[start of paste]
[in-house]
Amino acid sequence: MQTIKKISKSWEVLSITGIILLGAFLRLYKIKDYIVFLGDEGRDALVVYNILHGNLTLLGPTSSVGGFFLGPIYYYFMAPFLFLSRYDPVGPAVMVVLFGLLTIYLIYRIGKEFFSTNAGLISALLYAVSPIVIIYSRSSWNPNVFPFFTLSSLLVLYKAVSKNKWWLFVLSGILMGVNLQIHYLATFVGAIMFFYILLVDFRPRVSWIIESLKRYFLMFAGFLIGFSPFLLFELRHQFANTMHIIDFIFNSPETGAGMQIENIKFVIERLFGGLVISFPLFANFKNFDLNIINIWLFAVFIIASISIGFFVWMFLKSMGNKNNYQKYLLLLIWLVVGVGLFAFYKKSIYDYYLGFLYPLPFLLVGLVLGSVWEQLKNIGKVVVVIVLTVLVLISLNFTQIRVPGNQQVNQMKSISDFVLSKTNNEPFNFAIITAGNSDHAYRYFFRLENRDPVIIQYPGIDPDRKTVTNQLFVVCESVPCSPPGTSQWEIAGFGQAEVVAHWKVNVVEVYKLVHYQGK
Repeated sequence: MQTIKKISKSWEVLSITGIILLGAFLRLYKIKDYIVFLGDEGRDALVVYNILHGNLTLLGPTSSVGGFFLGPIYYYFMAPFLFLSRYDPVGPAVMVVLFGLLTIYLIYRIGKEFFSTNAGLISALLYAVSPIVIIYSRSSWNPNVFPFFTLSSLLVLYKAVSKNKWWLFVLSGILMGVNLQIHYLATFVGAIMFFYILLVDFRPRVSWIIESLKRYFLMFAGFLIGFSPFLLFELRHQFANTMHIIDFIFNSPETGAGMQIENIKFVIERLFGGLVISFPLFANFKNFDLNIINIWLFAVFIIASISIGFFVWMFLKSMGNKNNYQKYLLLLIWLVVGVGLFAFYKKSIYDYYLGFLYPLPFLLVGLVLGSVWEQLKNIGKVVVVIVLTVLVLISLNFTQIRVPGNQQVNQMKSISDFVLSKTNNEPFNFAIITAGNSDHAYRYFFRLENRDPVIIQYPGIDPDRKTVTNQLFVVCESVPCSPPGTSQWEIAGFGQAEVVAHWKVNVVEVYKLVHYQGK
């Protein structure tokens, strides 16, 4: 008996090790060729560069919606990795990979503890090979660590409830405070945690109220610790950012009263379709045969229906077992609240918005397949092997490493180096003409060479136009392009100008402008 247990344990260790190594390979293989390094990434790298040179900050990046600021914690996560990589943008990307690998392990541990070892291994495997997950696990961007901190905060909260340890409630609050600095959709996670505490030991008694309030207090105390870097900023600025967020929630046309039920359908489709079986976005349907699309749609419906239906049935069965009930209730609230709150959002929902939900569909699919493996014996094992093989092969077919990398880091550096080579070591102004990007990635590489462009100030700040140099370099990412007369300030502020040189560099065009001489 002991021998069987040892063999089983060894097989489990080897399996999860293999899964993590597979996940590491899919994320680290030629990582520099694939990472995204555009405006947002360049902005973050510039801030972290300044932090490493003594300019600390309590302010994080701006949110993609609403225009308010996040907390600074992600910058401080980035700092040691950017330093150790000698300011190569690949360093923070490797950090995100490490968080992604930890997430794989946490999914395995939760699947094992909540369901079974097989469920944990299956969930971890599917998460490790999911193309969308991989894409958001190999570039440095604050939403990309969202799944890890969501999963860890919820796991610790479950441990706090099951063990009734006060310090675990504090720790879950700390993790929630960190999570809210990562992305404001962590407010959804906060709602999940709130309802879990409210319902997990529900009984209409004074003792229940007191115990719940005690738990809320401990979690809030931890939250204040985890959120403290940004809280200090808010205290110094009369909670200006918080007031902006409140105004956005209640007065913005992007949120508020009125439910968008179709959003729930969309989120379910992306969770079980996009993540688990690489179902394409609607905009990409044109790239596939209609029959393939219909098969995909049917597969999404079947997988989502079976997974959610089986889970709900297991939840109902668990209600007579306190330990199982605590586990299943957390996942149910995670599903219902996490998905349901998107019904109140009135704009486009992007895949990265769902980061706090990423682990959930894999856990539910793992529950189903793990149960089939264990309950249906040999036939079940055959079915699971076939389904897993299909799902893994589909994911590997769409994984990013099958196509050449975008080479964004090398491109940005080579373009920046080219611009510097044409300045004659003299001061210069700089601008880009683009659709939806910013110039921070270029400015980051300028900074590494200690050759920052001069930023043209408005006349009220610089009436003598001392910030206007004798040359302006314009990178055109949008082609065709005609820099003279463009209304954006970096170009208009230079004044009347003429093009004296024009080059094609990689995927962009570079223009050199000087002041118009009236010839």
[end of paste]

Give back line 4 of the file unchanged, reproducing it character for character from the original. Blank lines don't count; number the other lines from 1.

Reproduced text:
């Protein structure tokens, strides 16, 4: 008996090790060729560069919606990795990979503890090979660590409830405070945690109220610790950012009263379709045969229906077992609240918005397949092997490493180096003409060479136009392009100008402008 247990344990260790190594390979293989390094990434790298040179900050990046600021914690996560990589943008990307690998392990541990070892291994495997997950696990961007901190905060909260340890409630609050600095959709996670505490030991008694309030207090105390870097900023600025967020929630046309039920359908489709079986976005349907699309749609419906239906049935069965009930209730609230709150959002929902939900569909699919493996014996094992093989092969077919990398880091550096080579070591102004990007990635590489462009100030700040140099370099990412007369300030502020040189560099065009001489 002991021998069987040892063999089983060894097989489990080897399996999860293999899964993590597979996940590491899919994320680290030629990582520099694939990472995204555009405006947002360049902005973050510039801030972290300044932090490493003594300019600390309590302010994080701006949110993609609403225009308010996040907390600074992600910058401080980035700092040691950017330093150790000698300011190569690949360093923070490797950090995100490490968080992604930890997430794989946490999914395995939760699947094992909540369901079974097989469920944990299956969930971890599917998460490790999911193309969308991989894409958001190999570039440095604050939403990309969202799944890890969501999963860890919820796991610790479950441990706090099951063990009734006060310090675990504090720790879950700390993790929630960190999570809210990562992305404001962590407010959804906060709602999940709130309802879990409210319902997990529900009984209409004074003792229940007191115990719940005690738990809320401990979690809030931890939250204040985890959120403290940004809280200090808010205290110094009369909670200006918080007031902006409140105004956005209640007065913005992007949120508020009125439910968008179709959003729930969309989120379910992306969770079980996009993540688990690489179902394409609607905009990409044109790239596939209609029959393939219909098969995909049917597969999404079947997988989502079976997974959610089986889970709900297991939840109902668990209600007579306190330990199982605590586990299943957390996942149910995670599903219902996490998905349901998107019904109140009135704009486009992007895949990265769902980061706090990423682990959930894999856990539910793992529950189903793990149960089939264990309950249906040999036939079940055959079915699971076939389904897993299909799902893994589909994911590997769409994984990013099958196509050449975008080479964004090398491109940005080579373009920046080219611009510097044409300045004659003299001061210069700089601008880009683009659709939806910013110039921070270029400015980051300028900074590494200690050759920052001069930023043209408005006349009220610089009436003598001392910030206007004798040359302006314009990178055109949008082609065709005609820099003279463009209304954006970096170009208009230079004044009347003429093009004296024009080059094609990689995927962009570079223009050199000087002041118009009236010839």